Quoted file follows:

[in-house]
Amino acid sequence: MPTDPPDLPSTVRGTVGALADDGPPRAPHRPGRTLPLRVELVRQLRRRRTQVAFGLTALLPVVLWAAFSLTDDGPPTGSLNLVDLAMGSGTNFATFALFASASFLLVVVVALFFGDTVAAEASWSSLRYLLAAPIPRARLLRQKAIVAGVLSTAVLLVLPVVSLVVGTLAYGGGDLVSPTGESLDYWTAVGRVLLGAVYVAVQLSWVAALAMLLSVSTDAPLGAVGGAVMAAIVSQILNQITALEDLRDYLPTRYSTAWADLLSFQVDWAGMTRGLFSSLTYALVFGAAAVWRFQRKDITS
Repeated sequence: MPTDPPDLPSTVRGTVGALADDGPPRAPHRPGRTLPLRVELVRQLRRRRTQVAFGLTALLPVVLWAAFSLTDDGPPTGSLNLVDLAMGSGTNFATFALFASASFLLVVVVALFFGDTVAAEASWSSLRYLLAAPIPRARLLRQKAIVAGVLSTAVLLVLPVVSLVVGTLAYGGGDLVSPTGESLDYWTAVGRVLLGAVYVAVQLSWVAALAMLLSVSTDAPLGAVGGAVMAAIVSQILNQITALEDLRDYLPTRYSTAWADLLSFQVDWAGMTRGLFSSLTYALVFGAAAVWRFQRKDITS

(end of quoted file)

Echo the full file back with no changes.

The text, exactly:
[in-house]
Amino acid sequence: MPTDPPDLPSTVRGTVGALADDGPPRAPHRPGRTLPLRVELVRQLRRRRTQVAFGLTALLPVVLWAAFSLTDDGPPTGSLNLVDLAMGSGTNFATFALFASASFLLVVVVALFFGDTVAAEASWSSLRYLLAAPIPRARLLRQKAIVAGVLSTAVLLVLPVVSLVVGTLAYGGGDLVSPTGESLDYWTAVGRVLLGAVYVAVQLSWVAALAMLLSVSTDAPLGAVGGAVMAAIVSQILNQITALEDLRDYLPTRYSTAWADLLSFQVDWAGMTRGLFSSLTYALVFGAAAVWRFQRKDITS
Repeated sequence: MPTDPPDLPSTVRGTVGALADDGPPRAPHRPGRTLPLRVELVRQLRRRRTQVAFGLTALLPVVLWAAFSLTDDGPPTGSLNLVDLAMGSGTNFATFALFASASFLLVVVVALFFGDTVAAEASWSSLRYLLAAPIPRARLLRQKAIVAGVLSTAVLLVLPVVSLVVGTLAYGGGDLVSPTGESLDYWTAVGRVLLGAVYVAVQLSWVAALAMLLSVSTDAPLGAVGGAVMAAIVSQILNQITALEDLRDYLPTRYSTAWADLLSFQVDWAGMTRGLFSSLTYALVFGAAAVWRFQRKDITS